Christie’s Should Know The Difference Between New Media and Digital Art

by Paddy Johnson on September 25, 2013 The L Magazine

Vic Muniz, Hermes, 2001

This week at The L Magazine, I rant about Christie’s online-only auction, “First Open: New Media”. With a bit of smart marketing, this company could actively be working to expand a digital market. Instead, they’re producing bullshit copy and lazy auctions.

The first photography auction was at Swann Galleries in 1952: “Photography: A panoramic history of the art of photography as applied to book illustration, from its inception up to date.” (It’s often referred to as “the Marshall Sale” because the items up for auction came from the collection of Albert E. Marshall.) The full title is a little long for my taste, but I like that it tells potential customers exactly what they can buy. Compare this to the Christie’s auction “First Open: New Media,” a new online-only exhibition that runs until 10am on October 4 and explores the ways artists have placed technology and digital media “at the forefront of artistic innovation.” The catalog goes on, “The photograph serves not only as the single most important catalyst in our age of New Media, but also one of its most dynamic components.”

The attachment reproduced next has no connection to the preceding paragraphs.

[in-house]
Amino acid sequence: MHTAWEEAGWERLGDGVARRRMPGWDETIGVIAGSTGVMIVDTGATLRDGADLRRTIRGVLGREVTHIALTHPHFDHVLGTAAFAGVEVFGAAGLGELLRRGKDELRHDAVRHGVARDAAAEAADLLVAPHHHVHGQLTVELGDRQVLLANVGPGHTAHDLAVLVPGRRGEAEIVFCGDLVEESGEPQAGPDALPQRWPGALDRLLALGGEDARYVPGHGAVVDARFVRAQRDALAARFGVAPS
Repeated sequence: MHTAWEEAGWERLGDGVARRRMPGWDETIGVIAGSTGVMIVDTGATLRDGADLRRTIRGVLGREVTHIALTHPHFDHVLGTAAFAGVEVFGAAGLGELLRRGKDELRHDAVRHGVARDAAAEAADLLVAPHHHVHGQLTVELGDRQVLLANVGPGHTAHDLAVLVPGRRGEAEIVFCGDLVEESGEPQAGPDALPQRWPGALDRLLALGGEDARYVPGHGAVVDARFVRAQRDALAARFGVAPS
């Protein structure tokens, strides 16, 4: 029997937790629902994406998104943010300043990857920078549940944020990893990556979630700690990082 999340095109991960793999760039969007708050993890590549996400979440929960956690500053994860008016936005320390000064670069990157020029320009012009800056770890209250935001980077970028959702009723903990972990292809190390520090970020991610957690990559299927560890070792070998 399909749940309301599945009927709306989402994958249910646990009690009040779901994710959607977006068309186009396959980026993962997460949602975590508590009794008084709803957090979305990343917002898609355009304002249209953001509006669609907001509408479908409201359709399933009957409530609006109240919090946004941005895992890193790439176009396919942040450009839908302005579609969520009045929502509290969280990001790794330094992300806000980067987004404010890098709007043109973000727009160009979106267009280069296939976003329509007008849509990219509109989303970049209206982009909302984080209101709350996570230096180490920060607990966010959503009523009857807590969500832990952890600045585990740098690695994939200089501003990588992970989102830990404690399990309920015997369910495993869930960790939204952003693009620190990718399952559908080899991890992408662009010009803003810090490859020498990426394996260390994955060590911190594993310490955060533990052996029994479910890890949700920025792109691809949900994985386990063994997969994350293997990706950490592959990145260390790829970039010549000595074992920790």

Ok, so the auction’s title doesn’t tell us much about its focus on photography, but we can assume that the artists will be photographers whose work can carry the new-media mantle, right? That is, that these artists manipulate technologies to create new work (like Henry Fox Talbot, a noted photographer who invented the calotype process, or Man Ray, a painter best known for reinventing the process of solarization in photographs), as opposed to “digital artists” (like Thomas Ruff, who digitally manipulates landscape photographs), which just use technology as a tool.

Not quite.

To read the full piece, click here.

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